Carte du Paraguay et parties des pays adjacants - #2084


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DATE: 1771

MAP MAKER: Rigobert Bonne

SIZE: 12 7/16" X 16 11/16"

PRICE: $225.00

 

Rigobert Bonne; 1729-1793.

Bonne, a trained mathematician, was appointed Hydrographer to the King. He took over the responsibility of the french hydrographic institute ("Dépôt de la Marine") after the death of Bellin in 1772. This position enabled Bonne to the unequaled access to prime mapping data, which he could use successfully for his own private business interests.
He followed in the steps of the french school of cartographic minutiae and geographic accuracy. As such he produced, often in collaboration with other mapmakers, a large number of excellent sea charts.
His name is generally associated with a type of equal area projection he often used after 1757.
Of note, his 1776 "Atlas Moderne". But he is most well known for the wealth of maps he prepared for Guillaume Thomas François Raynal's "Atlas de toutes les parties connues du globe terrestre" (1780), and also for Nicolas Desmaret*'s "Atlas Encyclopédique" (1787, re-issued in 1827).
Desmaret: of engineering fame for the first recorded design of a tunnel between France and England in 1751.

Carte du Paraguay et partie des pays adjacants.

Bonne migth have produced this large map (12 7/16" X 16 11/16") for his 1767 "Atlas Maritime".
It describe one of the spanish colonial administrative area: the "vice kingdom" of Paraguay.
Of little interest to the spaniards, Paraguay was pretty much left to fend for itself. In 1617, its settlers elected to split the area in two: Paraguay proper with Asuncion as capital, and Rio de la Plata with Buenos Ayres as main town.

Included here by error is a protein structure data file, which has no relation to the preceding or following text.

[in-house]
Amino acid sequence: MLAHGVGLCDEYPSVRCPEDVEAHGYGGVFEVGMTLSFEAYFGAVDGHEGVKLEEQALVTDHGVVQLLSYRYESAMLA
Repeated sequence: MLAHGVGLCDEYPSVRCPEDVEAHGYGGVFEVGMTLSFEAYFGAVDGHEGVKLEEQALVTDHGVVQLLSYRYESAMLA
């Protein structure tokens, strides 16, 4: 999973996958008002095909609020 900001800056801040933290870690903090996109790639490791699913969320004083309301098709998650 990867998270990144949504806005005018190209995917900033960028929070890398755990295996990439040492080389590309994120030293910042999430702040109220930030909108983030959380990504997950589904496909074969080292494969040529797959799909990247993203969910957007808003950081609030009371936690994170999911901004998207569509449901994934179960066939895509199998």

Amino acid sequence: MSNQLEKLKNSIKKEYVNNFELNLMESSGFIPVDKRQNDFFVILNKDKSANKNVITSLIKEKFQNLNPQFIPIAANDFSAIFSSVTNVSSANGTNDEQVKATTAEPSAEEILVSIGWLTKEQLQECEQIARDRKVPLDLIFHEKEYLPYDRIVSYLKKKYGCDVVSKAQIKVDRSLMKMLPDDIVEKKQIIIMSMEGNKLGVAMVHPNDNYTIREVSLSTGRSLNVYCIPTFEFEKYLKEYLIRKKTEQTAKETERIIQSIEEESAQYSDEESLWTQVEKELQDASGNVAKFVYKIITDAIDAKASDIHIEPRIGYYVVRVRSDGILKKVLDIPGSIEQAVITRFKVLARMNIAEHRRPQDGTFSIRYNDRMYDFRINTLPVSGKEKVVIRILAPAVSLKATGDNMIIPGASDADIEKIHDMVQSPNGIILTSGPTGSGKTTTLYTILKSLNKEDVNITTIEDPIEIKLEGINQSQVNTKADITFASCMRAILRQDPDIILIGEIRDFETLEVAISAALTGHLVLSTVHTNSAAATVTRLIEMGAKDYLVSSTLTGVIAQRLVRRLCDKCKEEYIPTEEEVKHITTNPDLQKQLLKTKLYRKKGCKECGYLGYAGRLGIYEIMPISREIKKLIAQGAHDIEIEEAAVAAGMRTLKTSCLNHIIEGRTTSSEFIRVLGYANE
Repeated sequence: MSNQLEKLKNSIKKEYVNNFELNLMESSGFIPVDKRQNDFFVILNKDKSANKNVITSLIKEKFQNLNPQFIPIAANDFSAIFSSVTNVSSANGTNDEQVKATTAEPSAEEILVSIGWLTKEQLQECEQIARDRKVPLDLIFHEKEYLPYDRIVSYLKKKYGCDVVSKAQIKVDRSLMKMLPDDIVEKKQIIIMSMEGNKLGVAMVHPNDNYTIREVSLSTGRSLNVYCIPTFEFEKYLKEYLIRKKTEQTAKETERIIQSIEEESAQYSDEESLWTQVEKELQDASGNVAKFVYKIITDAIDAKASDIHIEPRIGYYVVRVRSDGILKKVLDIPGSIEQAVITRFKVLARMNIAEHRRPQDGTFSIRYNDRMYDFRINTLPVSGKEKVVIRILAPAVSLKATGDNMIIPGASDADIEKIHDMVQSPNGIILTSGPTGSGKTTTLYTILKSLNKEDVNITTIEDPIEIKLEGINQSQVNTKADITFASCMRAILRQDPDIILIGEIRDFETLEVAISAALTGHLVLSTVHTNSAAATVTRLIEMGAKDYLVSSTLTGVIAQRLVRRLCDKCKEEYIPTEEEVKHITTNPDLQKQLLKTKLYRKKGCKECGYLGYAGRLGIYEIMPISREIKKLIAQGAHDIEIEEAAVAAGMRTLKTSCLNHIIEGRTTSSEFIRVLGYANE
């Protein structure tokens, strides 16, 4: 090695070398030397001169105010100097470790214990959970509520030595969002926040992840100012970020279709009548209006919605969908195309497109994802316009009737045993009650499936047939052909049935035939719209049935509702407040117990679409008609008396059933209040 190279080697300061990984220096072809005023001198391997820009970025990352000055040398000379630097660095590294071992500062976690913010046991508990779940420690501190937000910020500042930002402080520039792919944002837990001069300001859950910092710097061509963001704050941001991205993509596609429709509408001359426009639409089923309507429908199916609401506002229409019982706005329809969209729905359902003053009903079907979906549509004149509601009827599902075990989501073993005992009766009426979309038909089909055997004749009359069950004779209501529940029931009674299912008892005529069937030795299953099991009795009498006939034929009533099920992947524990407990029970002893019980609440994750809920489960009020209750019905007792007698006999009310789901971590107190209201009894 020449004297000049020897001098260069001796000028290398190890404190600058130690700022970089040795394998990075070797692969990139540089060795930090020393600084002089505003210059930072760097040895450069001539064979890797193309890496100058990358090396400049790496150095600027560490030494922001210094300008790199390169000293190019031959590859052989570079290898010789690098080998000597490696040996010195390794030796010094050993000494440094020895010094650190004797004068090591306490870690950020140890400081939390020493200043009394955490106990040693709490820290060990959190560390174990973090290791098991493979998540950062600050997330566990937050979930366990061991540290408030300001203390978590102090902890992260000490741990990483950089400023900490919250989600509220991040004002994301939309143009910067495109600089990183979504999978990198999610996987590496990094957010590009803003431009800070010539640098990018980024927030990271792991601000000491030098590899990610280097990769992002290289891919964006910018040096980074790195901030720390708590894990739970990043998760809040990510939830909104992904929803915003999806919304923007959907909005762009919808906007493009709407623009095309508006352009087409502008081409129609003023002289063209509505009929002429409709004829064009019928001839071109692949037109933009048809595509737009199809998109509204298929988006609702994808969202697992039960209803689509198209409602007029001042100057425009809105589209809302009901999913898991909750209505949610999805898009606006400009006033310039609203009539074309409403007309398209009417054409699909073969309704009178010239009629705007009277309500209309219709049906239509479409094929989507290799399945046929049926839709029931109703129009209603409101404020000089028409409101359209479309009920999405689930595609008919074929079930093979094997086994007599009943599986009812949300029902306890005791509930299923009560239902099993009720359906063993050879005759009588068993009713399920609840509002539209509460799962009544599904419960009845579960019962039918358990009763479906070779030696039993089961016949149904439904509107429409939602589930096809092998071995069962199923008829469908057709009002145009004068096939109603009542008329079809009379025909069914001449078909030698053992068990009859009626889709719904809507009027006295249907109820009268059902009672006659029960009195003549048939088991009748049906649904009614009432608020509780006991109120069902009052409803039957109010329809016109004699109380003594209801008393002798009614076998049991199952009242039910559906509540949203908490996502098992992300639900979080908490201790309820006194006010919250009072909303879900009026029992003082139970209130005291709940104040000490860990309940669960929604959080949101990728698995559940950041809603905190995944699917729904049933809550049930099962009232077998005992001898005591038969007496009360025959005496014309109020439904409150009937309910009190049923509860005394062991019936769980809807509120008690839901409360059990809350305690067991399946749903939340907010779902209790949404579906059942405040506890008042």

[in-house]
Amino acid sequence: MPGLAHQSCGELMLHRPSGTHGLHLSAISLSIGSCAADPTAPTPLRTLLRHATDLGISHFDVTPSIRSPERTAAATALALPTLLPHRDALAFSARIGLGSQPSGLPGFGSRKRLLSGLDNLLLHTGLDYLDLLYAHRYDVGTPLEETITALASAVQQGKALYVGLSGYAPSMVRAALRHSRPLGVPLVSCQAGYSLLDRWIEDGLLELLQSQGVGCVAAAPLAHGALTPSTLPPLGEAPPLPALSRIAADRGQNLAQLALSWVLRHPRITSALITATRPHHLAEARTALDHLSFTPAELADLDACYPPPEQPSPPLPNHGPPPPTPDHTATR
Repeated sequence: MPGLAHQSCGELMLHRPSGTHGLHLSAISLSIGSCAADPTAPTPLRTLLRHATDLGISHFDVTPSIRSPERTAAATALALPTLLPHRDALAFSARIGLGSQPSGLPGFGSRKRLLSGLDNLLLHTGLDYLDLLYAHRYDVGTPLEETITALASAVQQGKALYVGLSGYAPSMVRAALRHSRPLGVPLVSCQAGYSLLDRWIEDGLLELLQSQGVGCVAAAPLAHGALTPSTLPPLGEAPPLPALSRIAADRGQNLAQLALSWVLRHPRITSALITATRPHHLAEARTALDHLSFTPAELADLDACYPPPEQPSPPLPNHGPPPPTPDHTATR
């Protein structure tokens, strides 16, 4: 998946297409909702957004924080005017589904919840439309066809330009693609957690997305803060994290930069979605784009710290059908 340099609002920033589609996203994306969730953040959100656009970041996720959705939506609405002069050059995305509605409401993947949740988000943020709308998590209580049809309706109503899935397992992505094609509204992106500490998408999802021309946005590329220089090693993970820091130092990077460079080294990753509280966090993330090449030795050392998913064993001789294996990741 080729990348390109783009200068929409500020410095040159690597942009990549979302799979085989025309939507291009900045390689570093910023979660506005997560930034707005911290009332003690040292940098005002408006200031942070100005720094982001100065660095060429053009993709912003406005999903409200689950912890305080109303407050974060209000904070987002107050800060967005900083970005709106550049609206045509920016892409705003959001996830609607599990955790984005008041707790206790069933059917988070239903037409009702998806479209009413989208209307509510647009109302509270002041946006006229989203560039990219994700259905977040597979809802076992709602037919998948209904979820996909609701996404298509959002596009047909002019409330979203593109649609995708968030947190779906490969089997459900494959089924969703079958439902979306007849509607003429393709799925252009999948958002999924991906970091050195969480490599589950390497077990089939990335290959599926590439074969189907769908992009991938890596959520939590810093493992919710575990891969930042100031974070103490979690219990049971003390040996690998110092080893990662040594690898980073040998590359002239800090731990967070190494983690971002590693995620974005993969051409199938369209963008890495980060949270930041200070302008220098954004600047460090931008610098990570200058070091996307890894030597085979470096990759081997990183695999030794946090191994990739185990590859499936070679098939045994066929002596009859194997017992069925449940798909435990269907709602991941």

Notice the well documented layout of the river system, and the push of Brazil towards the mouth of the river Plate.
Also notice between the Parana and the Brazil border, the mission river, and the mission names. Same along the rivers north of Santa Fe. To protect and convert the Guarani indians, the Jesuits, due to the power vacuum left by the weak Asuncion government, evolved a complex system of thirty quasi independent "republics" which thrived between 1650 and 1767 (year when the Jesuits were expulsed from the area).
Notice in the cartouche, Bonne in 1771 is only a "math teacher'. A year later he will become the head of the french "depot de la marine", the leading cartographic institution of the time.
No text on verso.

 

 

 

 

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